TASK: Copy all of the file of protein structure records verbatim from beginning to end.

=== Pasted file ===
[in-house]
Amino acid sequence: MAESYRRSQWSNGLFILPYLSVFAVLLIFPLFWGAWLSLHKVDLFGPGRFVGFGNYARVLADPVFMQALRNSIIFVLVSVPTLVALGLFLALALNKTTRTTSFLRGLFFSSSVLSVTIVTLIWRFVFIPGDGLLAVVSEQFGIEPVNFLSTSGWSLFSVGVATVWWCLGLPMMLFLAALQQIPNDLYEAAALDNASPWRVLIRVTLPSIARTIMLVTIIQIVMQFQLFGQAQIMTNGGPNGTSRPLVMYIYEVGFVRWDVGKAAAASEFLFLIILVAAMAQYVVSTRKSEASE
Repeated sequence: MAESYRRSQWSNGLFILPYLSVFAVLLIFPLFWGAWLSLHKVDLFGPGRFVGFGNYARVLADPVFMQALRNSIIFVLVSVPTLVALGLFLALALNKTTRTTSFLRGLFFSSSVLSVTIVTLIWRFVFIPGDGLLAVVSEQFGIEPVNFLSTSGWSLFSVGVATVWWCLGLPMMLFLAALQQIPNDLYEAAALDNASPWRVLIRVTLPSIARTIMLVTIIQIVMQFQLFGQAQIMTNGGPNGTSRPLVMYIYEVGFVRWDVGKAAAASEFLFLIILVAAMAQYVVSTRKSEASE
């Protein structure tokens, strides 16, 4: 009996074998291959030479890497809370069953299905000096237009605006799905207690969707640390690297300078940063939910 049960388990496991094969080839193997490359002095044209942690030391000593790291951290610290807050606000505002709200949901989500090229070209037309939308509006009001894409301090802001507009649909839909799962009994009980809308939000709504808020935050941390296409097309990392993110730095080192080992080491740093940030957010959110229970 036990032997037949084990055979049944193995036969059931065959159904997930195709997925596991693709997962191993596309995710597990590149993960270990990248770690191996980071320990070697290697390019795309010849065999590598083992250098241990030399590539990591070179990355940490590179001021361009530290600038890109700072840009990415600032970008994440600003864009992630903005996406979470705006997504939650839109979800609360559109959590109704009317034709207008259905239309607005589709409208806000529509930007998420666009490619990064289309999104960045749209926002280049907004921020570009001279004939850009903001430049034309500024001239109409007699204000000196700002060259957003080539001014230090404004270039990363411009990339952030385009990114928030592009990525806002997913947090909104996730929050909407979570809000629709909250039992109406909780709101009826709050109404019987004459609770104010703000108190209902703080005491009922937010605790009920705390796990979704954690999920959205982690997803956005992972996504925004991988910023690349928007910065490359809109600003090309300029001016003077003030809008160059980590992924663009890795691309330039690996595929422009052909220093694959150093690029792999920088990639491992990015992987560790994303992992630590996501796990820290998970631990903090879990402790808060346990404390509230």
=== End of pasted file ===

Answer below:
[in-house]
Amino acid sequence: MAESYRRSQWSNGLFILPYLSVFAVLLIFPLFWGAWLSLHKVDLFGPGRFVGFGNYARVLADPVFMQALRNSIIFVLVSVPTLVALGLFLALALNKTTRTTSFLRGLFFSSSVLSVTIVTLIWRFVFIPGDGLLAVVSEQFGIEPVNFLSTSGWSLFSVGVATVWWCLGLPMMLFLAALQQIPNDLYEAAALDNASPWRVLIRVTLPSIARTIMLVTIIQIVMQFQLFGQAQIMTNGGPNGTSRPLVMYIYEVGFVRWDVGKAAAASEFLFLIILVAAMAQYVVSTRKSEASE
Repeated sequence: MAESYRRSQWSNGLFILPYLSVFAVLLIFPLFWGAWLSLHKVDLFGPGRFVGFGNYARVLADPVFMQALRNSIIFVLVSVPTLVALGLFLALALNKTTRTTSFLRGLFFSSSVLSVTIVTLIWRFVFIPGDGLLAVVSEQFGIEPVNFLSTSGWSLFSVGVATVWWCLGLPMMLFLAALQQIPNDLYEAAALDNASPWRVLIRVTLPSIARTIMLVTIIQIVMQFQLFGQAQIMTNGGPNGTSRPLVMYIYEVGFVRWDVGKAAAASEFLFLIILVAAMAQYVVSTRKSEASE
């Protein structure tokens, strides 16, 4: 009996074998291959030479890497809370069953299905000096237009605006799905207690969707640390690297300078940063939910 049960388990496991094969080839193997490359002095044209942690030391000593790291951290610290807050606000505002709200949901989500090229070209037309939308509006009001894409301090802001507009649909839909799962009994009980809308939000709504808020935050941390296409097309990392993110730095080192080992080491740093940030957010959110229970 036990032997037949084990055979049944193995036969059931065959159904997930195709997925596991693709997962191993596309995710597990590149993960270990990248770690191996980071320990070697290697390019795309010849065999590598083992250098241990030399590539990591070179990355940490590179001021361009530290600038890109700072840009990415600032970008994440600003864009992630903005996406979470705006997504939650839109979800609360559109959590109704009317034709207008259905239309607005589709409208806000529509930007998420666009490619990064289309999104960045749209926002280049907004921020570009001279004939850009903001430049034309500024001239109409007699204000000196700002060259957003080539001014230090404004270039990363411009990339952030385009990114928030592009990525806002997913947090909104996730929050909407979570809000629709909250039992109406909780709101009826709050109404019987004459609770104010703000108190209902703080005491009922937010605790009920705390796990979704954690999920959205982690997803956005992972996504925004991988910023690349928007910065490359809109600003090309300029001016003077003030809008160059980590992924663009890795691309330039690996595929422009052909220093694959150093690029792999920088990639491992990015992987560790994303992992630590996501796990820290998970631990903090879990402790808060346990404390509230």